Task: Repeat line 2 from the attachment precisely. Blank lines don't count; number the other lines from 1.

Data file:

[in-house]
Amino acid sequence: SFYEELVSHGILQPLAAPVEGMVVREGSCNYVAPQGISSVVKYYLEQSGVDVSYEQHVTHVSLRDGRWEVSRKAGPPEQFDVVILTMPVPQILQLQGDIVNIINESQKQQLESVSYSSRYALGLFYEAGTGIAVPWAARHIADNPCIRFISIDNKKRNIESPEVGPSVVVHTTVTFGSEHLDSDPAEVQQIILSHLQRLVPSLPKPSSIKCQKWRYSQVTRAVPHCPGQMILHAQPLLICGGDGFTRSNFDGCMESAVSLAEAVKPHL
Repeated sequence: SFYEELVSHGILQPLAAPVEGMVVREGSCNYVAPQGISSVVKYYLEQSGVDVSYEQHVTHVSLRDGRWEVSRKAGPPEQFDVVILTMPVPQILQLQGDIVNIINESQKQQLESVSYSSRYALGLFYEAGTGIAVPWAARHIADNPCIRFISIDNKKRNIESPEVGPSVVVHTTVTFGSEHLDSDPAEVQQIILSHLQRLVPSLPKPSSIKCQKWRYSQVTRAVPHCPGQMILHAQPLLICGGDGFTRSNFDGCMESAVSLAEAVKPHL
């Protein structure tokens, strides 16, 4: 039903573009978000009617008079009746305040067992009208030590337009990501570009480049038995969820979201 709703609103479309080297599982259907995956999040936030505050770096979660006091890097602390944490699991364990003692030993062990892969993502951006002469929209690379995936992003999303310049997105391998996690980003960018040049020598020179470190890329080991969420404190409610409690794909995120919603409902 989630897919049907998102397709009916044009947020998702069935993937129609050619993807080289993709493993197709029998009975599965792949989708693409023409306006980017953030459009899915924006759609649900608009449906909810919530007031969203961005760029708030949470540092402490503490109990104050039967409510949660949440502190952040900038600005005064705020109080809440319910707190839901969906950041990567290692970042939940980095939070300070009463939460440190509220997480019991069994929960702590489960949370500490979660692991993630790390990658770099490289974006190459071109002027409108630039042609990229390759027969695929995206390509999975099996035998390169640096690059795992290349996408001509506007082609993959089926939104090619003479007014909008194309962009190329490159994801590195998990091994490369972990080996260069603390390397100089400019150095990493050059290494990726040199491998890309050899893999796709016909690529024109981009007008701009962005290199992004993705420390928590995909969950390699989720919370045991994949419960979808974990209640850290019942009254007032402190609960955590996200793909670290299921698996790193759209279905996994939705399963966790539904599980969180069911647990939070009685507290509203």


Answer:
Amino acid sequence: SFYEELVSHGILQPLAAPVEGMVVREGSCNYVAPQGISSVVKYYLEQSGVDVSYEQHVTHVSLRDGRWEVSRKAGPPEQFDVVILTMPVPQILQLQGDIVNIINESQKQQLESVSYSSRYALGLFYEAGTGIAVPWAARHIADNPCIRFISIDNKKRNIESPEVGPSVVVHTTVTFGSEHLDSDPAEVQQIILSHLQRLVPSLPKPSSIKCQKWRYSQVTRAVPHCPGQMILHAQPLLICGGDGFTRSNFDGCMESAVSLAEAVKPHL